In the next twenty years or so, $600 billion is due to move from the hands of the baby boomer generation to their chosen beneficiaries1. If some of this is your money, have you considered how you’ll leave your wealth behind?
According to neuroscientists, we’re waking up more and more to the benefits of giving. And while $600 billion as a lump sum is a lot by anyone’s standards, the realities are that not everyone will be able to afford―or choose―to be philanthropic.
What is philanthropy?
Philanthropy is the voluntary giving of money, goods or time to benefit a public good. It first began in Australia with the abolition of death taxes in the late 1970s. People had an incentive to establish charitable structures during their lifetime rather than giving assets via testamentary trusts to avoid tax.
People may choose to give according to a:
- Passion for a particular cause that may have touched their own family.
- Sense of obligation.
- Religious belief.
- Lack of heirs.
- The altruistic desire to help future generations.
It’s on the rise in Australia
The practises of some wealthy Australians are following the philanthropic trends in other countries.
In the United States and Europe, philanthropic giving is well-established. And in Australia, several recent acts of private and corporate generosity show that we are moving to a new level of engagement with giving.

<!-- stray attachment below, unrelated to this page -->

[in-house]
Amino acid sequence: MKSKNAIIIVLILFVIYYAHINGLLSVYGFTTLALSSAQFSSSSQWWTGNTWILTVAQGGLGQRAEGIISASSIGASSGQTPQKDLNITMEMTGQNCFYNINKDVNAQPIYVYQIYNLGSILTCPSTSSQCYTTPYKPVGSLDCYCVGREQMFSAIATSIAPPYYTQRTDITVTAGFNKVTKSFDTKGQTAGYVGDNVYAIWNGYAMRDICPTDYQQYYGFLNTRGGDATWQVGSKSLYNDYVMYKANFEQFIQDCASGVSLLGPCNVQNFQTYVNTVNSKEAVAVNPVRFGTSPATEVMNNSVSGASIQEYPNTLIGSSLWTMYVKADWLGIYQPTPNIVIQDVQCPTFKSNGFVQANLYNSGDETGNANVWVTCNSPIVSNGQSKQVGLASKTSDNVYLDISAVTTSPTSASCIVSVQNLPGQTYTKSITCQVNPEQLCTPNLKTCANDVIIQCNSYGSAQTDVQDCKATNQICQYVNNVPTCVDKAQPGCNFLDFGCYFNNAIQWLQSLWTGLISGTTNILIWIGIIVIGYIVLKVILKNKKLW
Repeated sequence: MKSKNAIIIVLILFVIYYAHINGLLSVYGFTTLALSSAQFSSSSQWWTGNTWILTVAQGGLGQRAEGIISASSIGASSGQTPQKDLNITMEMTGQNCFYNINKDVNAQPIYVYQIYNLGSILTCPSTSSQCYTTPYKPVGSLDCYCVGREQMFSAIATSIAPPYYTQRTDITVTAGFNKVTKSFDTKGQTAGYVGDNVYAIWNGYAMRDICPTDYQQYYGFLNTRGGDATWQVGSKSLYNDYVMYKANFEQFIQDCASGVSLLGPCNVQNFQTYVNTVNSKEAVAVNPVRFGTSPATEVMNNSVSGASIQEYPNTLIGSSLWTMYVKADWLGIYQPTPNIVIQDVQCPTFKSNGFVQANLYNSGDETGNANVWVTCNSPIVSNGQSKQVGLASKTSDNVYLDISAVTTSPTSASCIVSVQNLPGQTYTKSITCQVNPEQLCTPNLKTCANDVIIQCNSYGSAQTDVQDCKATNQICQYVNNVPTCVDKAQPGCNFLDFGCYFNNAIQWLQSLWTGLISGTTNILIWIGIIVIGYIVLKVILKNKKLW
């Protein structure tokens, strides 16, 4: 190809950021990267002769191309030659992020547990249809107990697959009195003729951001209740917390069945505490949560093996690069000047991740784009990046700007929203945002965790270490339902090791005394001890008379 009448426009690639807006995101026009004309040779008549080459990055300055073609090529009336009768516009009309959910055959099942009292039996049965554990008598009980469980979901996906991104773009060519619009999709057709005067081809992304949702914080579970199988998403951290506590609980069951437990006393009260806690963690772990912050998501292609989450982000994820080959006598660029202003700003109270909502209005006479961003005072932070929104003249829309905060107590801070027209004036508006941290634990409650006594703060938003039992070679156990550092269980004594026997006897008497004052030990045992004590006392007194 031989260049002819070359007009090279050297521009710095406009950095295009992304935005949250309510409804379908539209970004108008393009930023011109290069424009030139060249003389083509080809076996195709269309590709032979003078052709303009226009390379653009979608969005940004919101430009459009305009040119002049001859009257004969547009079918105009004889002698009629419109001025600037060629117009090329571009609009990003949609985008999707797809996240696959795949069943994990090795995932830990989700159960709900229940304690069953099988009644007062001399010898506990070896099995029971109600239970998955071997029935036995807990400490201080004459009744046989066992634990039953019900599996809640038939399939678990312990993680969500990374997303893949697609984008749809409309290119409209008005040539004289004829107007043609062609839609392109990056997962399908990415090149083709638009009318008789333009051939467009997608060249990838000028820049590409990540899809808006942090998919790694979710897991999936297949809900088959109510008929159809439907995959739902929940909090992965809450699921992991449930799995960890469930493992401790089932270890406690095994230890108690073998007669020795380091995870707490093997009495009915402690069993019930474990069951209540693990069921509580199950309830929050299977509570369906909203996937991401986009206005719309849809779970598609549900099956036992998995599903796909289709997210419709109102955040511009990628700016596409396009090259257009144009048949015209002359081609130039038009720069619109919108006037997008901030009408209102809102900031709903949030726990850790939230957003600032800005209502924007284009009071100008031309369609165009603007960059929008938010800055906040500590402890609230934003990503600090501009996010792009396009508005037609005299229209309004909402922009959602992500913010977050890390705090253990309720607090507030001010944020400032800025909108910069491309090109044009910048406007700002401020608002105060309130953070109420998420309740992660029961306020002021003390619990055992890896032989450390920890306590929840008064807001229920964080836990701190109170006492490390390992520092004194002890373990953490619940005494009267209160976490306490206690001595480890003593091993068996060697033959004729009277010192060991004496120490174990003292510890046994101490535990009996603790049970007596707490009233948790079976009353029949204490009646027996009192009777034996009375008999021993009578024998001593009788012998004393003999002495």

Last year, Andrew Forrest who founded the Fortescue Metals group donated $65 million to the University of Western Australia. More recently billionaire health mogul, Paul Ramsay, left the bulk of his $3 billion estate to a charitable trust.
It can be easy to think of philanthropic giving something wealthy people do, but charitable giving is expected to become more and more a part of the overall financial planning of everyday Australians.
Giving vs receiving
Neuroscientists have found that giving is as pleasurable as receiving2. Studies show that the part of the brain activated during pleasurable experiences―like enjoying a delicious dessert or receiving money―are equally active when people give money to charity. And while giving to feel good can seem contradictory, it’s good to know it’s beneficial for everyone.
Consider how you’ll transfer your assets
Make sure that however you decide to pass on your wealth you have a valid estate plan and a valid will in place to provide certainty and security for your dependants and any other beneficiaries.
A financial planner working with a legal adviser can help ensure your plan:
- Specifies an appropriate executor who knows where your will is kept.
- Enables ownership and control of your assets to pass to the beneficiaries you’ve chosen.
- Allows your assets to change hands tax effectively.
- Protects your assets if a beneficiary becomes involved in a legal dispute such as a divorce.
- Considers the impact of any beneficiary who may be under 18.
- Specifies appropriate nominations for your superannuation and insurance.
- Takes into account any wishes you have to pass some of your wealth to help others.
- Is regularly reviewed.
If you’d like more information about giving or making plans to pass on your assets speak with a financial adviser.
2. Brain imaging study headed by neuroscientist Jordan Grafman from the National Institute of Health.